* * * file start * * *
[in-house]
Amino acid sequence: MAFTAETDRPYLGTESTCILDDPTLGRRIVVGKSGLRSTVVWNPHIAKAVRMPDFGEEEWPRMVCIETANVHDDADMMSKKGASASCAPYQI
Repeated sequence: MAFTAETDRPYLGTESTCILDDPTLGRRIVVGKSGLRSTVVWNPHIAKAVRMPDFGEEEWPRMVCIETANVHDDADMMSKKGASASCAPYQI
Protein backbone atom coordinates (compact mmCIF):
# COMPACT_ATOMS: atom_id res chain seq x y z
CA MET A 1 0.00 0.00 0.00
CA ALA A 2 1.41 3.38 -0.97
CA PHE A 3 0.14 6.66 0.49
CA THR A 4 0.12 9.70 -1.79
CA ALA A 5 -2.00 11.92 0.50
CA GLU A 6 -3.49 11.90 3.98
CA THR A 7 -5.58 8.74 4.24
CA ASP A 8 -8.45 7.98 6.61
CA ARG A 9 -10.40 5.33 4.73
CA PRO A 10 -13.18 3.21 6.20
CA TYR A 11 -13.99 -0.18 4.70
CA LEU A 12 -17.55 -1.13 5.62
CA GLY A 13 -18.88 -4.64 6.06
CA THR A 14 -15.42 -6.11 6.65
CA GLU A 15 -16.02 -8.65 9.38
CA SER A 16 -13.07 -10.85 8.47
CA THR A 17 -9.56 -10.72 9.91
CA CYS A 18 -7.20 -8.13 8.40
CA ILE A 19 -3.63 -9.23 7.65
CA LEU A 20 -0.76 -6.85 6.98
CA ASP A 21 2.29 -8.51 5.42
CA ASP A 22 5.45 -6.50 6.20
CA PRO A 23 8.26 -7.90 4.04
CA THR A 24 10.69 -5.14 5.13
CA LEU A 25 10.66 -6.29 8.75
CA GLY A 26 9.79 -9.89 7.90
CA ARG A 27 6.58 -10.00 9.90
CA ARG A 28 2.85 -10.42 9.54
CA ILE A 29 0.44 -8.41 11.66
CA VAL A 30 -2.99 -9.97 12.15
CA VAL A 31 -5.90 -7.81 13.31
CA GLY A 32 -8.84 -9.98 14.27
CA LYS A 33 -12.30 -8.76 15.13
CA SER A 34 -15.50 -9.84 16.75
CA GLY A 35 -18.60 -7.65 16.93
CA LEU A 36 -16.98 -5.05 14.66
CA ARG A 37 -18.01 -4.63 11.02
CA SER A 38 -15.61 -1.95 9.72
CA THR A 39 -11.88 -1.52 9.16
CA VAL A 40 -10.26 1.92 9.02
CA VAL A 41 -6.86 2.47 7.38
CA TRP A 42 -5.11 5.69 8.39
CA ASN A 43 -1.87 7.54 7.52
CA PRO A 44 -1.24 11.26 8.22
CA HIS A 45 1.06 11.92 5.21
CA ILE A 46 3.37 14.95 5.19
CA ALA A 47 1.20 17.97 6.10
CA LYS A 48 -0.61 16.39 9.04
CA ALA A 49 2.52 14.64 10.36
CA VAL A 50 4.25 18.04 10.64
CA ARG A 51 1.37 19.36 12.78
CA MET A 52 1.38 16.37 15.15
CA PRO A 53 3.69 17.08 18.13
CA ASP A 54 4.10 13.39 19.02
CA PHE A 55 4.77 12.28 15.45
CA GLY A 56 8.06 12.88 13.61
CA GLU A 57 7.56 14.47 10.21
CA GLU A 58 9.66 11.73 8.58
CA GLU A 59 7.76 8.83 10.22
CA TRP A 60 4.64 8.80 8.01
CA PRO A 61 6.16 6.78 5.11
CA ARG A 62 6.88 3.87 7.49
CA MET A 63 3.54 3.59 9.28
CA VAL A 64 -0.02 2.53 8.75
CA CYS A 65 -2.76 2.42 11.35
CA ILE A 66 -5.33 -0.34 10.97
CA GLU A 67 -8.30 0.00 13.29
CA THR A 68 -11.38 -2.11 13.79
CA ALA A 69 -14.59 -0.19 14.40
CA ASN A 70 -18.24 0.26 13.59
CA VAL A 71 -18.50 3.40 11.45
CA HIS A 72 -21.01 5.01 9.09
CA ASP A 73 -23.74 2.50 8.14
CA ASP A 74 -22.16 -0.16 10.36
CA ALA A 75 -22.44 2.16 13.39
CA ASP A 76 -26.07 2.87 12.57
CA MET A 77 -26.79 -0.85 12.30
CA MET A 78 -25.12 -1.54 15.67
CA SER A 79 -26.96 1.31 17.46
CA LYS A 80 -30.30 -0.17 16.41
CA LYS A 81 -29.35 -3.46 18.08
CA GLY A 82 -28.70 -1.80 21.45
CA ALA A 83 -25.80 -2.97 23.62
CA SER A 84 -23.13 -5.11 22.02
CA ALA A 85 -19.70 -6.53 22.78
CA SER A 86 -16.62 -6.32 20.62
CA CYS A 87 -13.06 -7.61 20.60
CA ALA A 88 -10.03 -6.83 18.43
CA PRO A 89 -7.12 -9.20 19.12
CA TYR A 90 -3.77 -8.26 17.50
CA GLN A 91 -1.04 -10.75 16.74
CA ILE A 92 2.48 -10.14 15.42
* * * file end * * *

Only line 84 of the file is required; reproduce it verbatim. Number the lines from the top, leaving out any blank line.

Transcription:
CA SER A 79 -26.96 1.31 17.46